Advances in Thin Films for Energy Storage and Conversion

A special issue of Coatings (ISSN 2079-6412). This special issue belongs to the section "Surface Engineering for Energy Harvesting, Conversion, and Storage".

Deadline for manuscript submissions: closed (20 May 2024) | Viewed by 2225

Special Issue Editors


E-Mail Website
Guest Editor
College of Mechanical and Vehicle Engineering, Hunan University, Changsha 410082, China
Interests: energy harvesting/conversion/storage devices (fuel cell, electrolyzer, etc.); nems/mems fabrication; multi-scale fluidics; heat transfer
MPA-11, Los Alamos National Laboratory, Los Alamos, NM 87545, USA
Interests: electrochemistry; electrocatalysis; fuel cells; water electrolyzer; hydrogen; electrochemical energy conversion reactions
Special Issues, Collections and Topics in MDPI journals

Special Issue Information

Dear Colleagues,

To meet the growing demands of energy supply and overcome worldwide energy shortages, thin films for energy storage and conversion technologies and their applications have recently attracted increasing attention, and are of immense importance for the modern energy society, due to their capability of providing specific physical and chemical properties to the surface of bulk materials with the versatility and ease. Material development, characterization, and simulation, as well as performance evaluation of thin films, have been conducted in energy storage and conversion devices, including fuel cells, water electrolyzers, supercapacitors, batteries, and so on.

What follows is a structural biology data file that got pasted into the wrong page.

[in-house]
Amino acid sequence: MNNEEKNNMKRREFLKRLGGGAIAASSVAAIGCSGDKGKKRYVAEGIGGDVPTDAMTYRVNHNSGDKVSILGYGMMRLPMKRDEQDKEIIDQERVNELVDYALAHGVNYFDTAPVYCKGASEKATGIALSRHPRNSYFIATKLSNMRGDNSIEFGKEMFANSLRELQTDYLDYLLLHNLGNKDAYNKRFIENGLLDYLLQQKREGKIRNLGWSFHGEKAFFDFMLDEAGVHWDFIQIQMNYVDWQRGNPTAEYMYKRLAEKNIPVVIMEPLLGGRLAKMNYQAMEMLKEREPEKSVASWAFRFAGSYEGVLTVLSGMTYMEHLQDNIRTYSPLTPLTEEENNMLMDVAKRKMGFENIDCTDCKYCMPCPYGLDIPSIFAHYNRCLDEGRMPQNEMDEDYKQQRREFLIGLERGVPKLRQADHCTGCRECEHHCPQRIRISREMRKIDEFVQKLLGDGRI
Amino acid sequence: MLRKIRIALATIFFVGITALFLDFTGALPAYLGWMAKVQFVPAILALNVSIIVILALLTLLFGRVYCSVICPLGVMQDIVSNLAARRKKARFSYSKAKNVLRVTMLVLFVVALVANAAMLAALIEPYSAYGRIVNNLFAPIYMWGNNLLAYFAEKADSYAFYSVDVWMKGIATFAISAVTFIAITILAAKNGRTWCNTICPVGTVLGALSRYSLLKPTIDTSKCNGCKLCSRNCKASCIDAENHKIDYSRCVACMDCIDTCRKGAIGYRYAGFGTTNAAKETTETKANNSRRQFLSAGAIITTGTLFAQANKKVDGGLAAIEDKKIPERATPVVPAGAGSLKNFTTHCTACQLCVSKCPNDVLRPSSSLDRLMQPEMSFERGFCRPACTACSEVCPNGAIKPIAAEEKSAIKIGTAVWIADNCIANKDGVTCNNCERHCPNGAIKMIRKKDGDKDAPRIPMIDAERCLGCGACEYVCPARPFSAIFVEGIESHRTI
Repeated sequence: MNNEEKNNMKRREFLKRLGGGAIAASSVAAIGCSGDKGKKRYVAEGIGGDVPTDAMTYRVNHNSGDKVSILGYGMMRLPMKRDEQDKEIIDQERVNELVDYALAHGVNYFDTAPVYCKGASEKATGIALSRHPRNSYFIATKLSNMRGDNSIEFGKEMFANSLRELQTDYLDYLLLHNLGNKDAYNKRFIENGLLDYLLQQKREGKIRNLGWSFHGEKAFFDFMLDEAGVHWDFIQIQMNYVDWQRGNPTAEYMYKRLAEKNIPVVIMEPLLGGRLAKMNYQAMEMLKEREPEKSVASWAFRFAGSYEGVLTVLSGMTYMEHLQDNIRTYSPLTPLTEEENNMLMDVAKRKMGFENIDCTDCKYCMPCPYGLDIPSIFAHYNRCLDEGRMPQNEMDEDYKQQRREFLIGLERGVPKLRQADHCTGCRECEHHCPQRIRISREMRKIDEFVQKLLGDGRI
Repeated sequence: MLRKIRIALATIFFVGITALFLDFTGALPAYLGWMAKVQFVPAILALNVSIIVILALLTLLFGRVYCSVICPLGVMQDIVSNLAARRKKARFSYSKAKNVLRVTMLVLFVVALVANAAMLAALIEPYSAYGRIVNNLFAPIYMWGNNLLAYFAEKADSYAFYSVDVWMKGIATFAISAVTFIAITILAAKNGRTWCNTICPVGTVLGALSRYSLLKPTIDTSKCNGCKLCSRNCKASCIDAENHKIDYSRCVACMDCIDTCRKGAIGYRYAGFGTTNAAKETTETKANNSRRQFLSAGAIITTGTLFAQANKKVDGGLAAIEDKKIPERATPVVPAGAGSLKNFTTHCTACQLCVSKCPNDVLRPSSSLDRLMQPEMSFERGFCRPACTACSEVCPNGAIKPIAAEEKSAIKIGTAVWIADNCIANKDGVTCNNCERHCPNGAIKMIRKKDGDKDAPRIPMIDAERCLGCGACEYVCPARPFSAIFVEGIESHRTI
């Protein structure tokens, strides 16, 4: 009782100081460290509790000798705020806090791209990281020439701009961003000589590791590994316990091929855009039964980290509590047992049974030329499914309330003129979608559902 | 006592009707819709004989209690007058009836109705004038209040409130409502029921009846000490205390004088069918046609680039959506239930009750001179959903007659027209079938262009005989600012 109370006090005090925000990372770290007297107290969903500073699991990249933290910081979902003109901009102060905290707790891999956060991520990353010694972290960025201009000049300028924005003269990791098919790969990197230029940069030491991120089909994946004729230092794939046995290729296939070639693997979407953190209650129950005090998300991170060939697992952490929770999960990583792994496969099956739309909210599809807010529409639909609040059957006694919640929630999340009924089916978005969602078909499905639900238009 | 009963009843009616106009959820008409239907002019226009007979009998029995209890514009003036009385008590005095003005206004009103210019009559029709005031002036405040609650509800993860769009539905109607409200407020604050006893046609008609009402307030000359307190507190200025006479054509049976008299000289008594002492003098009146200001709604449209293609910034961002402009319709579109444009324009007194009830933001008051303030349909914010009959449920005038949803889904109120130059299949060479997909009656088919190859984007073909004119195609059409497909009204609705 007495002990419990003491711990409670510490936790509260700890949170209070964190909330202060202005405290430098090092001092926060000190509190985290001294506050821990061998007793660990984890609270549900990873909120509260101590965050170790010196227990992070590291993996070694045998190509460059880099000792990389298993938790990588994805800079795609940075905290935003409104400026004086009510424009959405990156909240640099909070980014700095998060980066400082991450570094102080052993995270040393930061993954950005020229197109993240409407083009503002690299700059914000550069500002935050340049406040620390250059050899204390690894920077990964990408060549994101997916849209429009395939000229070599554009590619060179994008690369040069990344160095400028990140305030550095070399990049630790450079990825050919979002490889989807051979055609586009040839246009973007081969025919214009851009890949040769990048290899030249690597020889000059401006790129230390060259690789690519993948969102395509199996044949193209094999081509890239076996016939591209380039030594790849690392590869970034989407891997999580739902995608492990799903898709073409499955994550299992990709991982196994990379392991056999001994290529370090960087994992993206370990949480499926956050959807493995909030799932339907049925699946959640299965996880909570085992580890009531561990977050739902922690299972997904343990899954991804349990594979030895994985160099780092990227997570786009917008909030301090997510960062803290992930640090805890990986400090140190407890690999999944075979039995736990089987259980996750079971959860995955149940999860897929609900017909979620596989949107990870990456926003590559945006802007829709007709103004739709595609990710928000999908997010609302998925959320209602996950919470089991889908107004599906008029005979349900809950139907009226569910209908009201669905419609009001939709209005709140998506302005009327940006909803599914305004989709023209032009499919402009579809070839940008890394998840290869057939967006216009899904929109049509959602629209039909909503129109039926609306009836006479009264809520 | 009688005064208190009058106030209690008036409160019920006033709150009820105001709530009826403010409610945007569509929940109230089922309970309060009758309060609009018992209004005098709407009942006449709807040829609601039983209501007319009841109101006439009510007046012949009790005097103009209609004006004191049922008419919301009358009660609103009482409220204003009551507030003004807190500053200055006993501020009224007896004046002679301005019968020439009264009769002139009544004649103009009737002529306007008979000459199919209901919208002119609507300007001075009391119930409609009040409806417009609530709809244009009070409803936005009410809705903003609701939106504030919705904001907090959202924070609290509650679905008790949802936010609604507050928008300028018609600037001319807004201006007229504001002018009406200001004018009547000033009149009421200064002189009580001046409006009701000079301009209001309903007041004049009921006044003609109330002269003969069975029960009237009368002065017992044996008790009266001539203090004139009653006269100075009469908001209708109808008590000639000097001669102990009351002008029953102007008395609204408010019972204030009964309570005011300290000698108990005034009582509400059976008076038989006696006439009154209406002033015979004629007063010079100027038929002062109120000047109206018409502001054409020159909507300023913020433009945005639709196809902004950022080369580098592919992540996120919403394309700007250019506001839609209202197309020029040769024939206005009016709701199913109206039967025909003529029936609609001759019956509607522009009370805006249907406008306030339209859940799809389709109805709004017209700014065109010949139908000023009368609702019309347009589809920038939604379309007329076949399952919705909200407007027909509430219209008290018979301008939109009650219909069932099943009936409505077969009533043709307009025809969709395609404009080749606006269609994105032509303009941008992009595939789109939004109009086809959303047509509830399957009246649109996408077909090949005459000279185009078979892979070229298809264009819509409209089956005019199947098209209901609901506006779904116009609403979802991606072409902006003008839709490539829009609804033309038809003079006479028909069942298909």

This Special Issue aims to provide a platform for researchers and scholars to demonstrate and exchange the latest research findings on thin films for energy storage and conversion applications.

In this Special Issue, original research articles and reviews are welcome. Research areas may include (but not limited to) the following:

  • Novel thin films or coatings for electrochemical applications;
  • Fuel cells;
  • Water electrolyzers;
  • Lithium/sodium-ion batteries;
  • Solar energy conversion and storage;
  • Capacitors and supercapacitors;
  • Materials for cathodes, anodes, and electrolytes;
  • Electrochemical characterization;
  • Nano/microstructured materials;
  • Flexible electronics energy storage devices.

We look forward to receiving your contributions.

Dr. Gaoqiang Yang
Dr. Kui Li
Guest Editors

Manuscript Submission Information

Manuscripts should be submitted online at www.mdpi.com by registering and logging in to this website. Once you are registered, click here to go to the submission form. Manuscripts can be submitted until the deadline. All submissions that pass pre-check are peer-reviewed. Accepted papers will be published continuously in the journal (as soon as accepted) and will be listed together on the special issue website. Research articles, review articles as well as short communications are invited. For planned papers, a title and short abstract (about 100 words) can be sent to the Editorial Office for announcement on this website.

Submitted manuscripts should not have been published previously, nor be under consideration for publication elsewhere (except conference proceedings papers). All manuscripts are thoroughly refereed through a single-blind peer-review process. A guide for authors and other relevant information for submission of manuscripts is available on the Instructions for Authors page. Coatings is an international peer-reviewed open access monthly journal published by MDPI.

Please visit the Instructions for Authors page before submitting a manuscript. The Article Processing Charge (APC) for publication in this open access journal is 2600 CHF (Swiss Francs). Submitted papers should be well formatted and use good English. Authors may use MDPI's English editing service prior to publication or during author revisions.